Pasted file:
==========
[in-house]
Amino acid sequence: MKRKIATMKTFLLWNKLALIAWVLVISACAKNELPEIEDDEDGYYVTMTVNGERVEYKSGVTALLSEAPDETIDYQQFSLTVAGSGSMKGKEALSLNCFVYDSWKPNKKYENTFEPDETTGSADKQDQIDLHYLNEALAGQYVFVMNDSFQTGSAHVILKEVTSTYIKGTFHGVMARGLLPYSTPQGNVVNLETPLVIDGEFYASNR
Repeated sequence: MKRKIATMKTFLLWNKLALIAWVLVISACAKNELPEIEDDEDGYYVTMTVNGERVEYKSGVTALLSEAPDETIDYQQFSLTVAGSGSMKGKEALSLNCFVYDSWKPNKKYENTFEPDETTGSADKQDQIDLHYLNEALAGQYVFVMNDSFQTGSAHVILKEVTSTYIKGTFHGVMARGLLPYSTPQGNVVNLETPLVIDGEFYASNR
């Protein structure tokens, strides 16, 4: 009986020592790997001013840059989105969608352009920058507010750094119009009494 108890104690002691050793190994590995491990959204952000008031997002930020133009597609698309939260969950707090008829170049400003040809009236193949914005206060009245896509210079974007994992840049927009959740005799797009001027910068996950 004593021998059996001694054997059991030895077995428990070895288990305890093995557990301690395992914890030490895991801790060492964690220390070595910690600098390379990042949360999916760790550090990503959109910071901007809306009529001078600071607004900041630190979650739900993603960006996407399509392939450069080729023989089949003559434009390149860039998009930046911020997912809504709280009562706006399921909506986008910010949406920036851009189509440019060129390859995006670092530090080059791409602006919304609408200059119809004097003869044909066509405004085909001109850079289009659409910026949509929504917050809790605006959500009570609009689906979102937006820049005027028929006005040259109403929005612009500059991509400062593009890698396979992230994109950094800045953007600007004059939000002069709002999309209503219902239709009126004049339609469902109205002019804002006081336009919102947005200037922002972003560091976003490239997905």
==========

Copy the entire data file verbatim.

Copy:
[in-house]
Amino acid sequence: MKRKIATMKTFLLWNKLALIAWVLVISACAKNELPEIEDDEDGYYVTMTVNGERVEYKSGVTALLSEAPDETIDYQQFSLTVAGSGSMKGKEALSLNCFVYDSWKPNKKYENTFEPDETTGSADKQDQIDLHYLNEALAGQYVFVMNDSFQTGSAHVILKEVTSTYIKGTFHGVMARGLLPYSTPQGNVVNLETPLVIDGEFYASNR
Repeated sequence: MKRKIATMKTFLLWNKLALIAWVLVISACAKNELPEIEDDEDGYYVTMTVNGERVEYKSGVTALLSEAPDETIDYQQFSLTVAGSGSMKGKEALSLNCFVYDSWKPNKKYENTFEPDETTGSADKQDQIDLHYLNEALAGQYVFVMNDSFQTGSAHVILKEVTSTYIKGTFHGVMARGLLPYSTPQGNVVNLETPLVIDGEFYASNR
């Protein structure tokens, strides 16, 4: 009986020592790997001013840059989105969608352009920058507010750094119009009494 108890104690002691050793190994590995491990959204952000008031997002930020133009597609698309939260969950707090008829170049400003040809009236193949914005206060009245896509210079974007994992840049927009959740005799797009001027910068996950 004593021998059996001694054997059991030895077995428990070895288990305890093995557990301690395992914890030490895991801790060492964690220390070595910690600098390379990042949360999916760790550090990503959109910071901007809306009529001078600071607004900041630190979650739900993603960006996407399509392939450069080729023989089949003559434009390149860039998009930046911020997912809504709280009562706006399921909506986008910010949406920036851009189509440019060129390859995006670092530090080059791409602006919304609408200059119809004097003869044909066509405004085909001109850079289009659409910026949509929504917050809790605006959500009570609009689906979102937006820049005027028929006005040259109403929005612009500059991509400062593009890698396979992230994109950094800045953007600007004059939000002069709002999309209503219902239709009126004049339609469902109205002019804002006081336009919102947005200037922002972003560091976003490239997905």